Australian unions are currently pushing for a 5% increase to the minimum wage to counter inflation. Australia's minimum wage is 20.33 Australian dollars per hour, which is the equivalent of $15.23 (as of the writing of this article).

Meanwhile, Americans are still sitting on the same federal minimum wage we've had since 2009—a whopping $7.25 an hour—while we are also dealing with inflation.

Minimum wage by U.S. state varies—a lot—from $7.25 to $15.90. And most states have different minimum wages for tipped jobs such as wait staff in a restaurant, on the assumption that you'll earn enough tips to make up the base wage. Though employers can choose to pay above the minimum, they aren't required to. And the minimum tipped wage in 17 states is $2.13 per hour.

Let me repeat that. In 17 states in the United States of America in 2022, the tipped minimum wage is $2.13 per hour.


That's bonkers. And the disparity between states is, frankly, shocking. If you live in Washington state, for example, you're guaranteed to make at least $14.49 per hour in any job, whether you get tips or not. If you live in Idaho—literally the state next door—you're guaranteed $7.25 per hour for standard labor and just $3.35 per hour for tipped employment. So the base pay for a waiter on one side of an imaginary line is four times more than on the other. So weird.

Anyway, back to Australia. They're a little worried about us, and it's not hard to see why.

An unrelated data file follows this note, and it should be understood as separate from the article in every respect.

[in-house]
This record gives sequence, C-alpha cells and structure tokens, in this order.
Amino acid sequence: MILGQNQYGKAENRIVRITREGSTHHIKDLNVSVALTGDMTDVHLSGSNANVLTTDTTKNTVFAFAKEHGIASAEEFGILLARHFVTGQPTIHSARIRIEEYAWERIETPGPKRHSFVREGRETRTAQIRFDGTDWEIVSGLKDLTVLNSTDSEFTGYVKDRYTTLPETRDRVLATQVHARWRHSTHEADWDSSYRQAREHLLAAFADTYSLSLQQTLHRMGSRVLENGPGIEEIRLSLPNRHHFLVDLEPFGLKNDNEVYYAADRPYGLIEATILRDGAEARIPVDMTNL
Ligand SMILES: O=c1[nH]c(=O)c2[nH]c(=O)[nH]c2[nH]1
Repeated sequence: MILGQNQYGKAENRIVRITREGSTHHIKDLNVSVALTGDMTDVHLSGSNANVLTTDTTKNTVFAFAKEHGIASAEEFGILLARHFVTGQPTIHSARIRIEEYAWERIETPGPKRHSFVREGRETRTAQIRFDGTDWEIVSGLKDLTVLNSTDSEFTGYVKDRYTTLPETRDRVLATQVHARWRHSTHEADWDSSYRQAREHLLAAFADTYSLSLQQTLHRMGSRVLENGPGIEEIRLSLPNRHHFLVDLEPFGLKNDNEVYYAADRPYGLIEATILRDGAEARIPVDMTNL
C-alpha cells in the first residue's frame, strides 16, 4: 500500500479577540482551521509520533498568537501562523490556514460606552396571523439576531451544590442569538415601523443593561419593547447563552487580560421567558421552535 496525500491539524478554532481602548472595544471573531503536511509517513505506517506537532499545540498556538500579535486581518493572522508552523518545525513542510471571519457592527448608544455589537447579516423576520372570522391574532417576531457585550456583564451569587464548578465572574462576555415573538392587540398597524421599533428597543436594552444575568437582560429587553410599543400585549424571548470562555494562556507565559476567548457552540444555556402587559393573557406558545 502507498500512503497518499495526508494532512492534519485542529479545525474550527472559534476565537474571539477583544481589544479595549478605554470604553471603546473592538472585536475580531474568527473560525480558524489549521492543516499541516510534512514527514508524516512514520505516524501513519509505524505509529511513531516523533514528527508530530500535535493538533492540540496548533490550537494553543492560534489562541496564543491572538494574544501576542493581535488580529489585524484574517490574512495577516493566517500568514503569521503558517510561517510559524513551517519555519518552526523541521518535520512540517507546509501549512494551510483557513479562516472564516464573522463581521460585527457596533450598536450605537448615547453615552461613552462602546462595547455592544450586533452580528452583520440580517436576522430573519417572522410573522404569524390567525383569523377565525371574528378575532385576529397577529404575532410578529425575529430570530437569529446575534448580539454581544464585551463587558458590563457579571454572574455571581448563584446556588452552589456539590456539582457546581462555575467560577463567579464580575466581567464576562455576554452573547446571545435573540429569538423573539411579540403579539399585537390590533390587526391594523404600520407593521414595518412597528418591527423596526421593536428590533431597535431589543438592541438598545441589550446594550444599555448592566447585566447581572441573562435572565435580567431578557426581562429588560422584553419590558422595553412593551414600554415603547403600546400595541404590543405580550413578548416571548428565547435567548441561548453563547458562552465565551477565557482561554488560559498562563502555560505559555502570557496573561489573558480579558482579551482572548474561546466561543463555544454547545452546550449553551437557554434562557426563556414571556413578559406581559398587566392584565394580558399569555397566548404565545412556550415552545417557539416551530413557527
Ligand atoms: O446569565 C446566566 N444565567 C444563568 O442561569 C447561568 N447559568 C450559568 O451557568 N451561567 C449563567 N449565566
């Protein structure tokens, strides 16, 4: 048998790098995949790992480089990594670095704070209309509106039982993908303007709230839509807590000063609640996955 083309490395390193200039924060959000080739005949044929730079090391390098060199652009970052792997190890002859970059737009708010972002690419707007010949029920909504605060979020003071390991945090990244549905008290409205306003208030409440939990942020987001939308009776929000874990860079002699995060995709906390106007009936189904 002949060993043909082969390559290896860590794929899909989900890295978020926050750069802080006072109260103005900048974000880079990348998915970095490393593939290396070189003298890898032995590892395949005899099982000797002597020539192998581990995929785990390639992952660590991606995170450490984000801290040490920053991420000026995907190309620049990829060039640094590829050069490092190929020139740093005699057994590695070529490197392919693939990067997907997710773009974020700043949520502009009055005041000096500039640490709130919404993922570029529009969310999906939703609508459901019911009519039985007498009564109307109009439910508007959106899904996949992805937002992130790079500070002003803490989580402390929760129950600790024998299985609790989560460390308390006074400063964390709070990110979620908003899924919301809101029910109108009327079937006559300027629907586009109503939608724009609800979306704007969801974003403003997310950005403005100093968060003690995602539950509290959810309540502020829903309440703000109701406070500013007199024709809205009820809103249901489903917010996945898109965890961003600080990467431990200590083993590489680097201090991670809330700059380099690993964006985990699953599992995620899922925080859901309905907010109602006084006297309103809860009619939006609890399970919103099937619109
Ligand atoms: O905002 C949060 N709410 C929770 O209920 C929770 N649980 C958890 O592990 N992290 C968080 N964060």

from antiwork

A 16-year-old Australian on Reddit was shocked to learn that the federal minimum wage here is $7.25 per hour. "There is no way someone can live off that wage even if they're working full time." Yep, nope.

Another Aussie responded to a sign for Buc-ee's, a chain of country stores and travel centers in the southern United States, announcing wages for full-time work ranging from $15 to $17 per hour for associates to $22 to $32 per hour for department leads. To American eyes, in most states, this sign is a unicorn of awesome hourly starting wages for "unskilled" labor.

To Australian eyes, these are the lowest wages they ever see in their country.

Despite Australia having a minimum wage of AU$20.33 ($15.23), most workers actually make more than that. In addition to its minimum wage, Australia has a system under its Fair Work Act called Modern Awards, which establishes base pay and benefits for workers in a variety of industries, from fast food to health and beauty to caregiving.

One caveat: Workers under age 21 can make less than minimum wage in Australia, so teenagers may make significantly lower wages than AU$20.33 per hour (though still not as low as $7.25 per hour). However, the Modern Awards system dictates higher than minimum wage earnings for most workers—even for basic fast-food jobs—for people over 21. For example, the starting pay for a Level 1 fast-food worker over age 21 is AU$22.33 ($16.72) per hour during the week, AU$27.91 ($20.90) per hour on Saturdays and Sundays, and AU$50.24 ($37.63) per hour on holidays.

Not too shabby.

Another Australian pointed out that the amount some Americans pay for a college education is bonkers, in addition to our low minimum wage.

Australians graduate with less student loan debt than Americans, on average, and their student loan payments only start over a certain income threshold (and are linked to the amount you make).